Frankie Rose Interstellar
It took Frankie Rose several years to develop from a temporary member of snotty retro-rock groups like Vivian Girls, Dum Dum Girls, and Crystal Stilts to the full-fledged singer-songwriter of her new solo album, Interstellar. But in that time, her reference points jumped forward a couple of decades. Interstellar exchanges the goth-tinged girl-group melodrama of Dum Dum Girls for twee, star-gazing, synth-heavy ’80s guitar pop; it tosses aside the willful punk-rock amateurishness of Vivian Girls for a highly polished and professional sheen; it waves away the murk of Crystal Stilts to reveal newfound clarity and sonic definition. But while Interstellar presents Rose’s music in a shiny, seductive new package, the contents remain similarly ephemeral.
Rose wastes no time getting to the best part of Interstellar: The album-opening title track is a veritable whipped-cream sundae of swooshing, trenchcoat-clad alt-pop—all sweep, forward velocity, and bouncy-ball “oh-oh-oh’s.” The adolescent drive of “Interstellar” powers the best parts of the album, like the squiggly bassline that bounds through the open spaces left by wiry guitars in “Night Swim” or the post-punk redux of Phil Spector’s hormonal “Then He Kissed Me” rhythms hopping excitedly in “Gospel/Grace.”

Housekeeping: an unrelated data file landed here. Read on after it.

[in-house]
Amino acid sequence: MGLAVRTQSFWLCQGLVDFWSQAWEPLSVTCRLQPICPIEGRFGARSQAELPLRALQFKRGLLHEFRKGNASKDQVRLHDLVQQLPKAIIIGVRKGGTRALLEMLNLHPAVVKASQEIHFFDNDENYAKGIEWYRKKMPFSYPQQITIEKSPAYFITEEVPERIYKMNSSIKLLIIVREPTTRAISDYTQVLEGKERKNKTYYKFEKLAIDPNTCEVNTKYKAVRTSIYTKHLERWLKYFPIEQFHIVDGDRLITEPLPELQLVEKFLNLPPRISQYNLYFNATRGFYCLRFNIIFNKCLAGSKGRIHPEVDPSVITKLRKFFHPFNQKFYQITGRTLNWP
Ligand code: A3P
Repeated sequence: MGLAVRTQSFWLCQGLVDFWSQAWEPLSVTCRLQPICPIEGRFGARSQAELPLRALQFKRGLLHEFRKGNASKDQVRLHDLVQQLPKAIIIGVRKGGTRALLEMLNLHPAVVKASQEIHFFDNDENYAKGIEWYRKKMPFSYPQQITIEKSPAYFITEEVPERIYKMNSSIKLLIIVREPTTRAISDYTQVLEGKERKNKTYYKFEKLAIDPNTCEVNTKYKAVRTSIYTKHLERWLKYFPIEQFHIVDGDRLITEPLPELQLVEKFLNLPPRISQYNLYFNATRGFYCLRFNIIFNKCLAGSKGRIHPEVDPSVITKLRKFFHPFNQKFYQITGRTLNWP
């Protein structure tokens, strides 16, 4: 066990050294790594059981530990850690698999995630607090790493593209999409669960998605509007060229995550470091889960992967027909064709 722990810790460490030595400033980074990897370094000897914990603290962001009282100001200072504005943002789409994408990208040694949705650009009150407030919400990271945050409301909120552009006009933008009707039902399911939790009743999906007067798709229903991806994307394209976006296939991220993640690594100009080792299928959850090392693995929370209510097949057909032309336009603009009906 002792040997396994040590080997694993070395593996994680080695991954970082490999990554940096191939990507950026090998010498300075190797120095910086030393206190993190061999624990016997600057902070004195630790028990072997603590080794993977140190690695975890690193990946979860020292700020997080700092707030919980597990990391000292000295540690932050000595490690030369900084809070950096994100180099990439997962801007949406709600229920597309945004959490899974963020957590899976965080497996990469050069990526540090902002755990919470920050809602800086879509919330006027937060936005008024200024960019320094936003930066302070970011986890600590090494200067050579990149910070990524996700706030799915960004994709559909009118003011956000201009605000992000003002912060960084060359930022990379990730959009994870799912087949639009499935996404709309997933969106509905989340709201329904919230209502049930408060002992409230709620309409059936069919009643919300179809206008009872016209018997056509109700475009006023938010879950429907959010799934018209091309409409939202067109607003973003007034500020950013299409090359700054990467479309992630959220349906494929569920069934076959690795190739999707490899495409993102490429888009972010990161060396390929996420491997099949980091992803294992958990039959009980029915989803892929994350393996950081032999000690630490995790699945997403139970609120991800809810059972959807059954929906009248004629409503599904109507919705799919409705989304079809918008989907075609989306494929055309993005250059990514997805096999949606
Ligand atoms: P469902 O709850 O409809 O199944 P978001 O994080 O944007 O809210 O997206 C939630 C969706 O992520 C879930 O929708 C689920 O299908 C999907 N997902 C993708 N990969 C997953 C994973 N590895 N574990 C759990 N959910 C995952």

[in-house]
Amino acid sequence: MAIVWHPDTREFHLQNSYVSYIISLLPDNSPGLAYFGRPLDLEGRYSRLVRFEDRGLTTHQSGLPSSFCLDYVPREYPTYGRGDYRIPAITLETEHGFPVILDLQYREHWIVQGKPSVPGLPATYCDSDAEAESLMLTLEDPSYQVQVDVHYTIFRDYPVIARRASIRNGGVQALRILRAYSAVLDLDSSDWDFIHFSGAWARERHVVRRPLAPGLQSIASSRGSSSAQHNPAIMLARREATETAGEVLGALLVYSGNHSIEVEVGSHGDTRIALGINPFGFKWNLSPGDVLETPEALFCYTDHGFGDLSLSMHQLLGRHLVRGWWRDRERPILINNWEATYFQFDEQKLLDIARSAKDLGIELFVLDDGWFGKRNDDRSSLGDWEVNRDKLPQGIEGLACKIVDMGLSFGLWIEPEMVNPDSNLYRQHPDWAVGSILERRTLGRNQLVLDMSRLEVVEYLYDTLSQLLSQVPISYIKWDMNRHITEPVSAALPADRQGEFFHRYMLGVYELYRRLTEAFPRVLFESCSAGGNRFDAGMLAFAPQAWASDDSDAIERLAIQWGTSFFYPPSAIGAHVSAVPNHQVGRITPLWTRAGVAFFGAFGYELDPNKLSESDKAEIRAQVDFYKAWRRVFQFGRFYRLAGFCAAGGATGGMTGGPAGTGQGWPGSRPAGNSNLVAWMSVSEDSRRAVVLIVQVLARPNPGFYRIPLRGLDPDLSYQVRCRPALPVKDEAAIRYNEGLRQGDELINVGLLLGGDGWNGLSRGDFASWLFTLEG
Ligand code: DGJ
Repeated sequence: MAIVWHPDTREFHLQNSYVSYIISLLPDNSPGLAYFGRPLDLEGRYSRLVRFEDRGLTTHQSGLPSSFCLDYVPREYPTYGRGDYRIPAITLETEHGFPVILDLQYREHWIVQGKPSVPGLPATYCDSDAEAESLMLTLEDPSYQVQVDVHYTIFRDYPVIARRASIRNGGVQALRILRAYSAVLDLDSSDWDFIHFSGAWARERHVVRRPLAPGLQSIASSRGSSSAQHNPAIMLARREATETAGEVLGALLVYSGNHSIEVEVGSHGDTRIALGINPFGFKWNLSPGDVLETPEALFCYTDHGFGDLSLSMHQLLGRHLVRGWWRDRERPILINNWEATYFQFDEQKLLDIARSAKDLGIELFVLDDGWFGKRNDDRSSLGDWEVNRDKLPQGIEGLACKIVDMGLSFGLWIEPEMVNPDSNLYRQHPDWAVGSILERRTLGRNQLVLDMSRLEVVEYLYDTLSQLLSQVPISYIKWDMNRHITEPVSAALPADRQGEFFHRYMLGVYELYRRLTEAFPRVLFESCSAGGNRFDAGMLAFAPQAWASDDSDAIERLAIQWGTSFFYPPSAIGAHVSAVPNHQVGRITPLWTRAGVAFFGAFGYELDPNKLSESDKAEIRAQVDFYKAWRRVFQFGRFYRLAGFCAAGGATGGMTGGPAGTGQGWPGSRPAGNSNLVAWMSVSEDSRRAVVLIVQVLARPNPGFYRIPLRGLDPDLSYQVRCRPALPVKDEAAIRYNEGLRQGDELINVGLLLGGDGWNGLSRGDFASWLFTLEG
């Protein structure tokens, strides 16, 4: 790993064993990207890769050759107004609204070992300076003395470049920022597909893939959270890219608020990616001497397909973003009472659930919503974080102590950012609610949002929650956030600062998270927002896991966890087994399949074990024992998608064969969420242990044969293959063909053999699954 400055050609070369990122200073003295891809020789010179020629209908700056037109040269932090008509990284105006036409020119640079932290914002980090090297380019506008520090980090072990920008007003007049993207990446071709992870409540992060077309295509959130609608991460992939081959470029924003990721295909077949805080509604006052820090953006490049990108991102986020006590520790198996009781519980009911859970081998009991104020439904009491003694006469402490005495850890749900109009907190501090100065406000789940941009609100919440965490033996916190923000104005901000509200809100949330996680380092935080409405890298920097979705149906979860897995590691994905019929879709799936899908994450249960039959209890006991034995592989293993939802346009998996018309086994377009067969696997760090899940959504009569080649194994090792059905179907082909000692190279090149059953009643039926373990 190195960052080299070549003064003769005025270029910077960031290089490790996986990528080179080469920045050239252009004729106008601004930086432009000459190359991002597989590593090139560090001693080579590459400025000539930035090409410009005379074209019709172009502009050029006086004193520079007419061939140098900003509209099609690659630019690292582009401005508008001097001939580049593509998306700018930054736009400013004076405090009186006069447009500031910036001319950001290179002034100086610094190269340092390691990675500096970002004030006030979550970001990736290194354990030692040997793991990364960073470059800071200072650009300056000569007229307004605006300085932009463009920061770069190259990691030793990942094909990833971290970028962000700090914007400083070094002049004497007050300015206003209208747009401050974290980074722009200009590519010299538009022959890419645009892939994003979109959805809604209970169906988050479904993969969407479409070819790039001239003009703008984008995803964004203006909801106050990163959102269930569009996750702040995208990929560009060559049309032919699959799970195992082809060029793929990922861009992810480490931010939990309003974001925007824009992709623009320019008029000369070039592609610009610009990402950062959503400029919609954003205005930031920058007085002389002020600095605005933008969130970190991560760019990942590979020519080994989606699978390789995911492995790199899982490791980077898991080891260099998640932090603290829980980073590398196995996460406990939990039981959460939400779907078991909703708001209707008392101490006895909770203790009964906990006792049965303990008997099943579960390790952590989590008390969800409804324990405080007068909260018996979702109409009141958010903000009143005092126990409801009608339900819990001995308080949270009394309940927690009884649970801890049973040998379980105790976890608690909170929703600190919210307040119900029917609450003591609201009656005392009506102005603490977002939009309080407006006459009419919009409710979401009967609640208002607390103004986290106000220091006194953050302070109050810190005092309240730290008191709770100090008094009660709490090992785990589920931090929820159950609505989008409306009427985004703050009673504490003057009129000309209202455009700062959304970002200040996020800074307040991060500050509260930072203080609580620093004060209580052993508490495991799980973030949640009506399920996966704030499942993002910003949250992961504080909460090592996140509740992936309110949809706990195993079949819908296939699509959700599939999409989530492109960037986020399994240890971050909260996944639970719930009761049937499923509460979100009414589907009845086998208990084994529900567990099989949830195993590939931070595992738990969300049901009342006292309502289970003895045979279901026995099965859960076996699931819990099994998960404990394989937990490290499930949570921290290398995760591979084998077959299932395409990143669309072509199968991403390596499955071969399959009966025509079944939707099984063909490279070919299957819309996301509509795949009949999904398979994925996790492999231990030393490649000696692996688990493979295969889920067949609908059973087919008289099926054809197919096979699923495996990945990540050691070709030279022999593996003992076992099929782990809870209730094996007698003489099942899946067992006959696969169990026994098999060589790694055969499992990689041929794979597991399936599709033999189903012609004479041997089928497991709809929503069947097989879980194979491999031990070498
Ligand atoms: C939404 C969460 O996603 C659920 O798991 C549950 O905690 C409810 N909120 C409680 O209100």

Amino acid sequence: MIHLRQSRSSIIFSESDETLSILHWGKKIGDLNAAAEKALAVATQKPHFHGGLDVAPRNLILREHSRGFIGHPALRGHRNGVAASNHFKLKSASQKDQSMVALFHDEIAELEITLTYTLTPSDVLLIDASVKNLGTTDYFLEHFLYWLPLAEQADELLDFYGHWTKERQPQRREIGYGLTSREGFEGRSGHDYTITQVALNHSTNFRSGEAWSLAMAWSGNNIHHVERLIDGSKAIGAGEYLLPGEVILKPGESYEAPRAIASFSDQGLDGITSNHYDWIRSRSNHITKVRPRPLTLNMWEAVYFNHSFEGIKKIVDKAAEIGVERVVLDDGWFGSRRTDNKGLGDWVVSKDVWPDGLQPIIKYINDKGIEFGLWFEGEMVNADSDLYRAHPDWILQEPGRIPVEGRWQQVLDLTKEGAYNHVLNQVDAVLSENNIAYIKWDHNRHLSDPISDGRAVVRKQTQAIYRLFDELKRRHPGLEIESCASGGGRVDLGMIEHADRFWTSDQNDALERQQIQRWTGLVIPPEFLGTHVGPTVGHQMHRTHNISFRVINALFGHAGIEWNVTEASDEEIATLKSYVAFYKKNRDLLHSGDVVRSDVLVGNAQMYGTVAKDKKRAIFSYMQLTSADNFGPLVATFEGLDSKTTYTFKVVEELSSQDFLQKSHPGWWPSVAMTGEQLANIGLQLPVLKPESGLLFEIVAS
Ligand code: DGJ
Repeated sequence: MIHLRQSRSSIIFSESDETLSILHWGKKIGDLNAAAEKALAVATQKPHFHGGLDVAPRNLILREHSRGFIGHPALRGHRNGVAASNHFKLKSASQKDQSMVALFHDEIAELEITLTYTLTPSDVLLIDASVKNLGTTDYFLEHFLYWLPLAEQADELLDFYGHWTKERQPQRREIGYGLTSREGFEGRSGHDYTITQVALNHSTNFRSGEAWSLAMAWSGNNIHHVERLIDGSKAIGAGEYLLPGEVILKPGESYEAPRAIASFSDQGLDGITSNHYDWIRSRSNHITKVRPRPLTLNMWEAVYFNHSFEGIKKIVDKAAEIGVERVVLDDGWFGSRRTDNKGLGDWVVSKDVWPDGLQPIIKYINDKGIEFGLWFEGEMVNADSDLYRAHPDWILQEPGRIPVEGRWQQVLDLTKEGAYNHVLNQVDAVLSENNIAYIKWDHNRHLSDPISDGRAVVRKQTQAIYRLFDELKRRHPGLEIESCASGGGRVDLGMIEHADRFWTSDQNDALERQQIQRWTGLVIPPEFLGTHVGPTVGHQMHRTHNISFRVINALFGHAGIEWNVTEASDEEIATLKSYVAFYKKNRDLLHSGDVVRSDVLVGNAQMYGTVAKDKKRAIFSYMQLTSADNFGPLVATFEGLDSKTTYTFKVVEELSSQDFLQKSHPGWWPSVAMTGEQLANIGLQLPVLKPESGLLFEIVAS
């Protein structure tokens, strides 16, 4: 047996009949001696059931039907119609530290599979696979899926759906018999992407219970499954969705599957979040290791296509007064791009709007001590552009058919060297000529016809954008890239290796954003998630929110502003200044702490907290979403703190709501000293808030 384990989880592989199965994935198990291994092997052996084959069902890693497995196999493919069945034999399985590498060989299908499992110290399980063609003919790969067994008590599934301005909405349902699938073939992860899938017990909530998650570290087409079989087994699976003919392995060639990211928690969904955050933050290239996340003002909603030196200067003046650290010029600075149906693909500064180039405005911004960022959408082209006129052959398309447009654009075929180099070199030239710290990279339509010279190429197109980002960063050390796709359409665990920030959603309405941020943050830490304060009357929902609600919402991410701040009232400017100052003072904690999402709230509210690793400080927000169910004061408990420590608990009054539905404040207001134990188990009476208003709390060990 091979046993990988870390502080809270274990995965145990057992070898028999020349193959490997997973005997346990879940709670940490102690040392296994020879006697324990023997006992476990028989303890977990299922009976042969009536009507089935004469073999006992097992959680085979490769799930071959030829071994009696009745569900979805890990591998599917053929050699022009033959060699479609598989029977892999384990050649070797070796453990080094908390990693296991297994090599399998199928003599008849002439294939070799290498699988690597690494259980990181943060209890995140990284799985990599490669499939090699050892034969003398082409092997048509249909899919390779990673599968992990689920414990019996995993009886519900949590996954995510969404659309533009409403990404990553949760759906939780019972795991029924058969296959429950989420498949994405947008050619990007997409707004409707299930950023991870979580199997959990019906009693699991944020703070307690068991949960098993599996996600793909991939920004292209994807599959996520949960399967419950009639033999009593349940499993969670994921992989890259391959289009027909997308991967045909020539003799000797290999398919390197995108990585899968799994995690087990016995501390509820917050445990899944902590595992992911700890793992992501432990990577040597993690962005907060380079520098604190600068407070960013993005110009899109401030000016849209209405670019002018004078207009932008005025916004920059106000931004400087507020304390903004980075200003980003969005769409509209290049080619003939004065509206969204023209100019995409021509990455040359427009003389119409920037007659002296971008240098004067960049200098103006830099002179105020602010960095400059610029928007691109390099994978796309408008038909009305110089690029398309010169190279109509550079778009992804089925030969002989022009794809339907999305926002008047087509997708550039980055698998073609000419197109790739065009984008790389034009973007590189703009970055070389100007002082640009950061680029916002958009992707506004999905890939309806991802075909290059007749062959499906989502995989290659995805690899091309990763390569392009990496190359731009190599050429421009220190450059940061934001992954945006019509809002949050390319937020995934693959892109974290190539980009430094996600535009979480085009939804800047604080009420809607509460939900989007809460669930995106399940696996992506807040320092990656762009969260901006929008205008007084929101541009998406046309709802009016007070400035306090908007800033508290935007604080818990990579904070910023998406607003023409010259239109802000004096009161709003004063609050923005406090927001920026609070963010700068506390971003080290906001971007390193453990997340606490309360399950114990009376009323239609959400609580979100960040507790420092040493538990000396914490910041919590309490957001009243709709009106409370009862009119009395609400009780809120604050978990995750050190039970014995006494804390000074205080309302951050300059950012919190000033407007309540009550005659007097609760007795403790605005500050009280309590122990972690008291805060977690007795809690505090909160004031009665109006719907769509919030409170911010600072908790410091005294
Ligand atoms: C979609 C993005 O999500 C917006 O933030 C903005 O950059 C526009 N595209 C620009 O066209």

But even when Interstellar is enjoyable, it never feels all that substantive. Rose is meticulous about the synth sounds being of proper 120 Minutes vintage, and the drums have that familiar rinky-dink slap of Joy Division’s first record. But the songs themselves aren’t as well thought-out; Rose heaps the romantic glop on silly, slower numbers like the ballad “Pair Of Wings,” which repeats the invitation “Show me your scars / I’ll show you mine” for a seemingly endless three and a half minutes, like a self-help book on tape with a slightly hipper-than-usual New Age soundtrack. Like much of Interstellar, it is all dressed up in lush atmosphere with no particular place to go.